National Gallery of Australia

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Hyper Real

January 25, 2018

Hyper Real at the National Gallery of Australia is one of those exhibitions that must have seemed like a great idea at the time. Realism may appear to be the most obvious approach to making art, but it has been the exception rather than the rule throughout different cultures and epochs. The Seated Scribe of … More


Defying Empire

August 9, 2017

During the Howard years we were constantly hearing about the Culture Wars – a term borrowed from the United States, pertaining to the battle between conservative and liberal values. In Australia the conflict became fixated on whether this continent had been taken by force from its original inhabitants, and what reparations were due. It was … More


Versailles

February 17, 2017

In Roberto Rossellini’s film of 1966, The Taking of Power by Louis XIV, there is a scene in which the King appears in an outrageous red outfit, all frills and flounces, designed to his own specifications. He explains that with this clownish costume he is setting a dress code to keep his nobles poor, and … More


Tom Roberts

December 10, 2015

After a winter or two of discontent the National Gallery of Australia is once again open for business. It’s not that one hasn’t been able to visit this renowned institution, it’s just that nobody seemed to be doing so. With a scandal over looted Indian art, and a James Turrell show that ran for no … More


What Betty Knew

April 11, 2015

Betty Churcher (1931-2015) knew that if you wanted the best loans for an international exhibition you had to get the museum directors of the world to go along with the journey. This required an initial charm offensive followed by a persuasive argument about the nature of the show you were proposing. It couldn’t be a … More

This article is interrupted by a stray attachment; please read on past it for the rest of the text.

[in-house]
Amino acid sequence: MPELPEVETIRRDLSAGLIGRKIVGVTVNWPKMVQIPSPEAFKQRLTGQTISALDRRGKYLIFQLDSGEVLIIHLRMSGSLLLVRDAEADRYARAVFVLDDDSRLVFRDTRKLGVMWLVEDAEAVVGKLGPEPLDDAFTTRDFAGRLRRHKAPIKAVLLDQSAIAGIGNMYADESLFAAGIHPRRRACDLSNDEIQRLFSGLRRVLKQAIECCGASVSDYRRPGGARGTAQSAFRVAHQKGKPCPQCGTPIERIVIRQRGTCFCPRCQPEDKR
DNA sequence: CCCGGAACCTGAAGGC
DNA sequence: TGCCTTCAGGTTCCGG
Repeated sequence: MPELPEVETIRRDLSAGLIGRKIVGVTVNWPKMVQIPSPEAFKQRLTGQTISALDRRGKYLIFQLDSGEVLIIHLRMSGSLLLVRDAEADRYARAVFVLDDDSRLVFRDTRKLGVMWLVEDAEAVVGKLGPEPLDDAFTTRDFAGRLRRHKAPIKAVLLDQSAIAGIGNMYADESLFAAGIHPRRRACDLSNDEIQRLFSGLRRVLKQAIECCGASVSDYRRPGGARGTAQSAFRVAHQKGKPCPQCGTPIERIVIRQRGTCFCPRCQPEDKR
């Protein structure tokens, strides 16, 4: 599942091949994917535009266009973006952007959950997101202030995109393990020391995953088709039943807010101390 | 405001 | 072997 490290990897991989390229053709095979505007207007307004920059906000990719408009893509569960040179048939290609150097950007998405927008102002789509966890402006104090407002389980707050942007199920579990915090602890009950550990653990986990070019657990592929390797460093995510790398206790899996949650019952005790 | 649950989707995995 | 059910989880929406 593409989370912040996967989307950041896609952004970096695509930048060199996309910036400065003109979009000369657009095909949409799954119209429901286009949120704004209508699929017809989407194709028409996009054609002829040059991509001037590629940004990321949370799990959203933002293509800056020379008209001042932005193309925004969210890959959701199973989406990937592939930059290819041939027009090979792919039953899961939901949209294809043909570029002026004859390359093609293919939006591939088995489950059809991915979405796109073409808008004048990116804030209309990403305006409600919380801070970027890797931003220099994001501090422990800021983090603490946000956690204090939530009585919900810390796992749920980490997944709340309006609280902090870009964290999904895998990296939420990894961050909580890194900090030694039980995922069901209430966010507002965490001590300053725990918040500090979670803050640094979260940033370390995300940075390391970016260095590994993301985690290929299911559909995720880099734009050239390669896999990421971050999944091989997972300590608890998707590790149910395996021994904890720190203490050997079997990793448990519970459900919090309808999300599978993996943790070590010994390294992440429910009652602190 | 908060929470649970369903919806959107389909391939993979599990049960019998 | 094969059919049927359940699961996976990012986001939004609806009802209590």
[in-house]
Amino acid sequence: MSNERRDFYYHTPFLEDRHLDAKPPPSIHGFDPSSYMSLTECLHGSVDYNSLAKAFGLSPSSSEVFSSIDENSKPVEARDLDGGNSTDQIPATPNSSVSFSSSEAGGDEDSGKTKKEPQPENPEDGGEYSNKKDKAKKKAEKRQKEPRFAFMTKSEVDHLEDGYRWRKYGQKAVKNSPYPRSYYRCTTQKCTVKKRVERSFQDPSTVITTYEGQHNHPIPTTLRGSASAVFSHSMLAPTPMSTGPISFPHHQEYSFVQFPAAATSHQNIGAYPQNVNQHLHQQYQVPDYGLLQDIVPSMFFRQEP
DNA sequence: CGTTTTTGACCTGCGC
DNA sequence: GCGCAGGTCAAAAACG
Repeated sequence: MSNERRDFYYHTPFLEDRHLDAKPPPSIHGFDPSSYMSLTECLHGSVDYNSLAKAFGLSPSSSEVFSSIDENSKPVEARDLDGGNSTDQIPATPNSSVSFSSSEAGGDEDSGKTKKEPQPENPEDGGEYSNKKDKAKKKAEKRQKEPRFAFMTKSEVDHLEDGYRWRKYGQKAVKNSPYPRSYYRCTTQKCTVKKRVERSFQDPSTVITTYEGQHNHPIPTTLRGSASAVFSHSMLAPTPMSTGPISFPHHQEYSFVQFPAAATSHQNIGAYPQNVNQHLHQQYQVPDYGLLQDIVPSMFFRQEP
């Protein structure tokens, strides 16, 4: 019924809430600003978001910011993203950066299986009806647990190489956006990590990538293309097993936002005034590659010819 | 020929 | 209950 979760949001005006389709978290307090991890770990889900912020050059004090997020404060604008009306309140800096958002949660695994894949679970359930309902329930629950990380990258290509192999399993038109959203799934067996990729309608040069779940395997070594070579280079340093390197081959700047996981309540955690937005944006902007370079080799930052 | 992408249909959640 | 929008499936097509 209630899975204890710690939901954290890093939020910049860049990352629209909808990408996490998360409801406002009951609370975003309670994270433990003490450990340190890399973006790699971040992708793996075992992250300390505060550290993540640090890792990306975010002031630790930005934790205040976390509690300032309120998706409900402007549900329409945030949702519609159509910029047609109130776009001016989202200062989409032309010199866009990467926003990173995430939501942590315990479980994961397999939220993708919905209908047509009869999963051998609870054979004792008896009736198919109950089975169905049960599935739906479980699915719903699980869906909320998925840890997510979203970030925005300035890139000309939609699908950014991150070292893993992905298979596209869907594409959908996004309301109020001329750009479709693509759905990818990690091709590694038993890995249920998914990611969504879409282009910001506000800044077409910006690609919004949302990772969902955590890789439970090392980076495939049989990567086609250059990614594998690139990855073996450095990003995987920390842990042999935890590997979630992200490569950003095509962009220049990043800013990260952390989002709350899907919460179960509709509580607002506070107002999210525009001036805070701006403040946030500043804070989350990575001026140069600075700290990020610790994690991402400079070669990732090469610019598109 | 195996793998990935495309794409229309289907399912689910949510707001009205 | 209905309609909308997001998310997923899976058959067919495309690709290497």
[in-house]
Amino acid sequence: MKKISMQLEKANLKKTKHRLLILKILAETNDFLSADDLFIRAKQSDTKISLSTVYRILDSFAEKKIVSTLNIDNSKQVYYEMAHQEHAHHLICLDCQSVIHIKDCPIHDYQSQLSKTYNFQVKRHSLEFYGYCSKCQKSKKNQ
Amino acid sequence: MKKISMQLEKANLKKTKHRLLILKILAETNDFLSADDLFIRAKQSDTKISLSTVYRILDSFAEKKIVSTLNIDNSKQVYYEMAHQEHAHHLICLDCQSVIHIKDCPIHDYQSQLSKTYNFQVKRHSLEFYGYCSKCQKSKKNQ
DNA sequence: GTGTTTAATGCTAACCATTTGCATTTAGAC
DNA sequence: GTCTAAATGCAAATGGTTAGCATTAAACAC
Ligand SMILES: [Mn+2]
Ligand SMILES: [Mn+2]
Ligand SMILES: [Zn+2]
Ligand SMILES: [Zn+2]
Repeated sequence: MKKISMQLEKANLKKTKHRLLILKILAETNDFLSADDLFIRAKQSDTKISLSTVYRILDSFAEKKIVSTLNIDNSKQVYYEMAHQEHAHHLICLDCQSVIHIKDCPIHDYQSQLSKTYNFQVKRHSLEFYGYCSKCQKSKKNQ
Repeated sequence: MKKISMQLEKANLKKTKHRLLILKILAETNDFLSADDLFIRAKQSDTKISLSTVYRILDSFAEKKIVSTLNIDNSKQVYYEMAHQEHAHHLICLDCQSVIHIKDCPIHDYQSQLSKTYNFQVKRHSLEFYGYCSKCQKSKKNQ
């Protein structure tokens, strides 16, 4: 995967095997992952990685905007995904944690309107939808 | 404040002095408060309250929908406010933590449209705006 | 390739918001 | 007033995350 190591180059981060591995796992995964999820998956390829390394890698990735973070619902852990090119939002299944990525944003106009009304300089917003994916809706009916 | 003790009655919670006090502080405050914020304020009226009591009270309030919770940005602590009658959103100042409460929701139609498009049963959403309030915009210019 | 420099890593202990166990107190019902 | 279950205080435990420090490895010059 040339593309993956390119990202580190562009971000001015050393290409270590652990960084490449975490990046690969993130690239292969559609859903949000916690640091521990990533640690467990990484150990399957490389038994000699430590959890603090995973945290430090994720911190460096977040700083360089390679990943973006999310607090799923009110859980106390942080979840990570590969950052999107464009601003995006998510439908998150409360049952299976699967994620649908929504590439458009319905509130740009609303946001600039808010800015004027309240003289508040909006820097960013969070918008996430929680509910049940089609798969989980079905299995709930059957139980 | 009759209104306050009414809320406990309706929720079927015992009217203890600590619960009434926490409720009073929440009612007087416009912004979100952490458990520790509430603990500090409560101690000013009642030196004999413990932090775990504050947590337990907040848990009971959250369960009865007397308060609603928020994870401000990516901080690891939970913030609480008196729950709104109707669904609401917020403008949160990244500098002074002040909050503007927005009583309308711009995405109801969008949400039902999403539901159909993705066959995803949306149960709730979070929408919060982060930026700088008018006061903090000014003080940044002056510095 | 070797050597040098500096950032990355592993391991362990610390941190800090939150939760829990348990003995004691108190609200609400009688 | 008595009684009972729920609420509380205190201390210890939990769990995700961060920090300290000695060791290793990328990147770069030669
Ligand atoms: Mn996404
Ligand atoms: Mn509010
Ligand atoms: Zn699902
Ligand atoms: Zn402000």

James Turrell: A Retrospective

February 7, 2015

Light is the crucial element for almost every great painter, from Caravaggio to Turner to Monet. Manipulating paint on canvas to convincingly reproduce the effects of sunshine or darkness is a skill that separates the master from the amateur. In Australian art one thinks of the blaze of light in Streeton’s early paintings, or the … More


Lee Lee-nam & Robert Motherwell

September 13, 2014

French art historian, Daniel Arasse, hopes an audience might be able to stand in front of one masterpiece for at least five minutes. It doesn’t sound a big ask, but spend time in a gallery and watch how long people linger in front of even the most famous works of art. Five minutes would be … More


Arthur Boyd: An Active Witness

June 28, 2014

Arthur Boyd (1920-99) was one of Australian art’s leading painters and one of its greatest mysteries. In the preface to her comprehensive biography, published in 2007, Darleen Bungey quotes Boyd’s youngest daughter, Polly, who calls her father “an enigma, probably one of the most secret people on earth.” This also acts as a disclaimer for … More


Gold and the Incas

January 18, 2014

It may be the stuff of popular culture but whenever I think of the Incas, Aztecs or Mayans the first images that spring to mind are from Mel Gibson’s Apocalypto (2006). This drama of native American life in the days before the Spanish conquest may be one of the most brutal and disturbing movies ever … More


2013: The Best & Worst of the Visual Arts

January 6, 2014

My best art experience of the year happened on the other side of the planet, in a retrospective celebrating the 150th anniversary of the birth of Edvard Munch. The show, divided between the National Gallery and the Munch Museum in Olso, revealed an unrelenting intensity of vision. It featured the most complete collection of paintings … More


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